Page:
Monday, June 11, 2007

Feelings about Washington

Well, my other post was really technical, more like a sort of diary of what I've done (read my other post, My First Day and Beyond, before you read this one. Sorry, I don't know how to link from one post to another. Can anyone give me a tutorial in HTML?). In this post, I want to share more of my feelings and perceptions of Washington and Congress.

First of all, an important concept to understand about being an intern in Washington is that you have very little preparation for what you're getting into. You're thrust into the middle of an office without any clue about the office dynamic, who should be talked to when (or not), who likes whom, who hates whom, who controls the office atmosphere. I was lucky, to an extent - I talked to a girl who had interned in the same office the summer before, so she was able to give me some advice. However, there was some personnel changes that took place in between this summer and the last, so not everything is the same.

Someone described to me all 535 offices in Congress as being 535 distinct businesses. To a certain extent, things are run similarly (meaning, there are basic positions in every office, such as a chief of staff, a legislative director, and legislative aides), but HOW the offices are run is wholely dependent on the personalities occupying it. For example, in some offices, the interns are all buddy-buddy with the paid staff. In other offices, the paid staff is NOT TO BE TALKED TO by the interns. Each office is different.

My office is sort of a combination. A few of the interns are buddy-buddy with the staff, and joke with them and things like that. I don't. First of all, I'm a girl, and most of the staff are men, so it's hard to know how to balance it. Also, I want things to be professional, and I want to give an impression of professionalism. Not to say that I want to be standoffish - I just want to be seen as serious and hard-working. Also, I'm still trying to work out people's personalities, and who likes to be approached by the interns and who would prefer not to be talked to unless they speak to us first.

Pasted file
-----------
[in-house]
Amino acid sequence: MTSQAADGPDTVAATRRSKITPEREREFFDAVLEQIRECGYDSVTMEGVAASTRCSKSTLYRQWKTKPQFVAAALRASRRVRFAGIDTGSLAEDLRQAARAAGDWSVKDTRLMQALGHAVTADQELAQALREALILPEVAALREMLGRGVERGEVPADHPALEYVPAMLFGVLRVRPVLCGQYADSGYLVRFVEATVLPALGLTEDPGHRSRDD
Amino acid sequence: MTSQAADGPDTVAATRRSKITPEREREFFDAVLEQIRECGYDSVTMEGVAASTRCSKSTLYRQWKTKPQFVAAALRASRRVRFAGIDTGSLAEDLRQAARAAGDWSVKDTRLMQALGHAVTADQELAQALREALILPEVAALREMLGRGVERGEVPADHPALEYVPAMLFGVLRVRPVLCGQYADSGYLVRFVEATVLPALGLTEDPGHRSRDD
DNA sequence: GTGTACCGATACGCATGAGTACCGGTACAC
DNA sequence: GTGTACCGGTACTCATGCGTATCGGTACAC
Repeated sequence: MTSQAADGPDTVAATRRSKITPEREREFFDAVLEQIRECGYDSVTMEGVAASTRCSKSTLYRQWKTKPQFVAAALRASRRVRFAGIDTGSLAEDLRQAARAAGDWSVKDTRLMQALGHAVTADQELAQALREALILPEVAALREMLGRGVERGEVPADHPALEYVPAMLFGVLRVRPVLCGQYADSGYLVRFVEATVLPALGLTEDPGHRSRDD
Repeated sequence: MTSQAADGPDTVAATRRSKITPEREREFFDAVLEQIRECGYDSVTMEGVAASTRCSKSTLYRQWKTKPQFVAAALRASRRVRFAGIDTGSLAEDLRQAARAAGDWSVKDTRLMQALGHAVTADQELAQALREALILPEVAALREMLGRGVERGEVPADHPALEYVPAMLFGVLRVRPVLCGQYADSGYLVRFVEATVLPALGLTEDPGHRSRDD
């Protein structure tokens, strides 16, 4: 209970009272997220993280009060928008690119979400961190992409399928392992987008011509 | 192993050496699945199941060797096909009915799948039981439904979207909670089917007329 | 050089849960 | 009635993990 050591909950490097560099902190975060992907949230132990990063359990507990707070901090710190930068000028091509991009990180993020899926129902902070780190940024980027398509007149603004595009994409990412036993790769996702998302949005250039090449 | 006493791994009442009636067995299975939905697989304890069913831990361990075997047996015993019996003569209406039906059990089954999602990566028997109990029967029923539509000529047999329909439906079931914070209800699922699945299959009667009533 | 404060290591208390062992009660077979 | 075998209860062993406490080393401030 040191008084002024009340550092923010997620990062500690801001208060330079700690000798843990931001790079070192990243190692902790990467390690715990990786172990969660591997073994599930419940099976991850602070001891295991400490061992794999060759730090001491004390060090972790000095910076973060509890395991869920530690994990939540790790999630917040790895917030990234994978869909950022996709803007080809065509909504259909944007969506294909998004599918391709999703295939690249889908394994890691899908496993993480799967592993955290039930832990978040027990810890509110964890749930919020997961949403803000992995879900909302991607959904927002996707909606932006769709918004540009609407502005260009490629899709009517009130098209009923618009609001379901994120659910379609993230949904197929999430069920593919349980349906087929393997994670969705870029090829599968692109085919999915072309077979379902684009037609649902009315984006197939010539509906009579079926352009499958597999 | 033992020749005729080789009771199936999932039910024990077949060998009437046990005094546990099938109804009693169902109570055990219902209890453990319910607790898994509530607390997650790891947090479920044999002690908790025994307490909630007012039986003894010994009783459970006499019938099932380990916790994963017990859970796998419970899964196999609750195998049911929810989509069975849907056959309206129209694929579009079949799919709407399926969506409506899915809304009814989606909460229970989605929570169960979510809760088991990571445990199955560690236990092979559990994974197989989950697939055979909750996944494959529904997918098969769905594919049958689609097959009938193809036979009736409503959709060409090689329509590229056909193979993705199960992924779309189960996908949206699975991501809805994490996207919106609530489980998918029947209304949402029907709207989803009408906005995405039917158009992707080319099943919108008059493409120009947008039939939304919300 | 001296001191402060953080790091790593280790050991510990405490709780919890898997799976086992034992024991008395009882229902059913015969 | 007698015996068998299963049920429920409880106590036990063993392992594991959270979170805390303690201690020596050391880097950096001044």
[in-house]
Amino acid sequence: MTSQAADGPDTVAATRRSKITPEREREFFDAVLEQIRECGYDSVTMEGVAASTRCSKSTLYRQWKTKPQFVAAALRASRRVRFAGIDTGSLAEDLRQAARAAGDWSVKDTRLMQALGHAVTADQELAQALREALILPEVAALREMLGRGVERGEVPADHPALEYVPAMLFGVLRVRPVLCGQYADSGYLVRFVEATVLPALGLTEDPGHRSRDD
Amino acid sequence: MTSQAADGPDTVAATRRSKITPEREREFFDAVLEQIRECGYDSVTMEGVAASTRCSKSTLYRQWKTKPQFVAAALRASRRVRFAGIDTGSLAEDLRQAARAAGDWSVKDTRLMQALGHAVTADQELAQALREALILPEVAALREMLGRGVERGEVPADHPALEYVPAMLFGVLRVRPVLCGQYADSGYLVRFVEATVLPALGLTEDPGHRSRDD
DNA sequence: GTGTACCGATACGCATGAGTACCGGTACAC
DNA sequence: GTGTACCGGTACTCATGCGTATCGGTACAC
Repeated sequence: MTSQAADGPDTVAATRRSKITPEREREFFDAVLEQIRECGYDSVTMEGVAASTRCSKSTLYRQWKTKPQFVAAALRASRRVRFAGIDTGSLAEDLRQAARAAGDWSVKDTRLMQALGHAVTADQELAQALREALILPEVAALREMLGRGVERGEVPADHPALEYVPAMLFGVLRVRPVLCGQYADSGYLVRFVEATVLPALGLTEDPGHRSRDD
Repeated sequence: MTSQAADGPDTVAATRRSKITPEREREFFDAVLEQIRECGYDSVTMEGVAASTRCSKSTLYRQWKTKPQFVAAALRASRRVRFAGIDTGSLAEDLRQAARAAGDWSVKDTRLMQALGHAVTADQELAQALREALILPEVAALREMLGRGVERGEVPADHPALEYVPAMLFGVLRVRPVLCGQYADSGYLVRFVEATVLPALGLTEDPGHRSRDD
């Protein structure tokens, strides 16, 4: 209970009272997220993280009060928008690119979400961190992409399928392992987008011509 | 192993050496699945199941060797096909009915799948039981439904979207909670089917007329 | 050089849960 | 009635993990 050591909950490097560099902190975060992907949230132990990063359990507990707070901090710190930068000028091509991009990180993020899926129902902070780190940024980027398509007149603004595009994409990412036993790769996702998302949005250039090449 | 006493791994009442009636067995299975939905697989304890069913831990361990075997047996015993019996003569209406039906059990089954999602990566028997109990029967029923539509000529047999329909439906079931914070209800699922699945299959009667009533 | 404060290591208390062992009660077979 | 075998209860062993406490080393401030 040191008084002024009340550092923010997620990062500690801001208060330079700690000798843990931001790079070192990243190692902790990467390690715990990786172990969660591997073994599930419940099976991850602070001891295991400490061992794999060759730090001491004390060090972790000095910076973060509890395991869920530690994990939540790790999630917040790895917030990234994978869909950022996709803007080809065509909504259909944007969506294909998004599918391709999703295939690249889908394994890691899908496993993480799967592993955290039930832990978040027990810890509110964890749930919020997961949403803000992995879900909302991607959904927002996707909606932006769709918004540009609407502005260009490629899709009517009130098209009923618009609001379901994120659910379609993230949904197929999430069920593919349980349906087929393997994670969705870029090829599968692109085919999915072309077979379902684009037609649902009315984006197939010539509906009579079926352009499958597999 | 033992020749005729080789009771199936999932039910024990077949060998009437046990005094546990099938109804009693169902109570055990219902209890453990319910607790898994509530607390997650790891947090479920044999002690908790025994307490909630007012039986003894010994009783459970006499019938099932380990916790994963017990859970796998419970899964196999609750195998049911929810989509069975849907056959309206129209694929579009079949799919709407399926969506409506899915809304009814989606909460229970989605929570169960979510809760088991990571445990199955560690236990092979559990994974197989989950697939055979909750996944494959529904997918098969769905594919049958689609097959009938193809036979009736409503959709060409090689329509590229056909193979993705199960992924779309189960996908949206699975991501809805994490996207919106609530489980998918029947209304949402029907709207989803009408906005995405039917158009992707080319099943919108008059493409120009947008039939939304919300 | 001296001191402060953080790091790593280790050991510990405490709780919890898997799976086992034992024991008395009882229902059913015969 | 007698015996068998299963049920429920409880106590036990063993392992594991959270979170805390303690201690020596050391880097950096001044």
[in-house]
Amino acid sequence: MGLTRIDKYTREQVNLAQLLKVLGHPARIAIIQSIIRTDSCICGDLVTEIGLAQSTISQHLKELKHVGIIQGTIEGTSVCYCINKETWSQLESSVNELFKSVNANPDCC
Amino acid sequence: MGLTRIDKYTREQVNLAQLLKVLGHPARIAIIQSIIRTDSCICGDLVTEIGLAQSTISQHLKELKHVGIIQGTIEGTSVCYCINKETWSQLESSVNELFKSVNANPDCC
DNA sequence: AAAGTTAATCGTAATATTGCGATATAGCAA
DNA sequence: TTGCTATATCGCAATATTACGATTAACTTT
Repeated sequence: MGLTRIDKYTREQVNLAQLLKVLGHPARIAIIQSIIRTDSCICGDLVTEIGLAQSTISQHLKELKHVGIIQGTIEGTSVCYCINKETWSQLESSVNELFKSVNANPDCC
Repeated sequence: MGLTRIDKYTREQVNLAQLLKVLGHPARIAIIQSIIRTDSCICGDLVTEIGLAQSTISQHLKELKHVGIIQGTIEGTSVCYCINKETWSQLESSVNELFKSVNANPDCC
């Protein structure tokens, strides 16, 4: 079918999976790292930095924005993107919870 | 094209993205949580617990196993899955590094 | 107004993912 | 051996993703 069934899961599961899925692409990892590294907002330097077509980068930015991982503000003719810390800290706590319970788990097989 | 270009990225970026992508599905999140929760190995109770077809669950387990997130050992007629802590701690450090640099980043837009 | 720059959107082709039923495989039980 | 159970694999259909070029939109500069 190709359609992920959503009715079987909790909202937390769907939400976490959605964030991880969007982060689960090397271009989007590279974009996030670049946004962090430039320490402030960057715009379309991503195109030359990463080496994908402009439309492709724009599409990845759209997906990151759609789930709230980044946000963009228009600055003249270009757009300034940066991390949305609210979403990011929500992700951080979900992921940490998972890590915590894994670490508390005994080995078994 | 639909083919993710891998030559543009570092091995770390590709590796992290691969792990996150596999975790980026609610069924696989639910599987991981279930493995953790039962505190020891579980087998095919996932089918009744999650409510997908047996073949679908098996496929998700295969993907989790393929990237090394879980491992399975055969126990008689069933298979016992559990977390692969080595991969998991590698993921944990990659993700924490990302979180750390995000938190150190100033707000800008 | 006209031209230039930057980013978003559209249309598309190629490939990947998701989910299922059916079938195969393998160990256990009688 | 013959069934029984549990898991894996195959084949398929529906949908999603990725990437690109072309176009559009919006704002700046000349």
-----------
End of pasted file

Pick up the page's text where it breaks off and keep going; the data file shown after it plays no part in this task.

Because of all this uncertainty, at the beginning, I really was very unhappy. I was unhappy being the only girl intern (what would YOU talk about to a bunch of boys who spend their free time drinking and partying?), I couldn't tell if the staff thought I was intelligent or stupid (even though we're expected to make mistakes, you want to come off as mistake-proof as possible), and I wasn't thrilled with the commute. Now, thankfully, it's gotten better. As the days go on, my rapport with the other interns gets better, they understand me a little more (although they still don't know about shomer negiah, which can be awkward at times, as one of the boys is constantly brushing my arm), and they are more friendly to me. As far as the staff goes, I think I'm overall doing okay, but they may think that I'm still standoffish.

Above all, I really hope that I'm making a kiddush Hashem for everyone in my office. For a lot of them, I'm probably the only Orthodox Jew they ever came into contact with (and for some maybe the first Jew, but I know that for sure one of the staffers is Jewish). It's really important for me not to give them a negative impression of Orthodoxy and Judaism in general.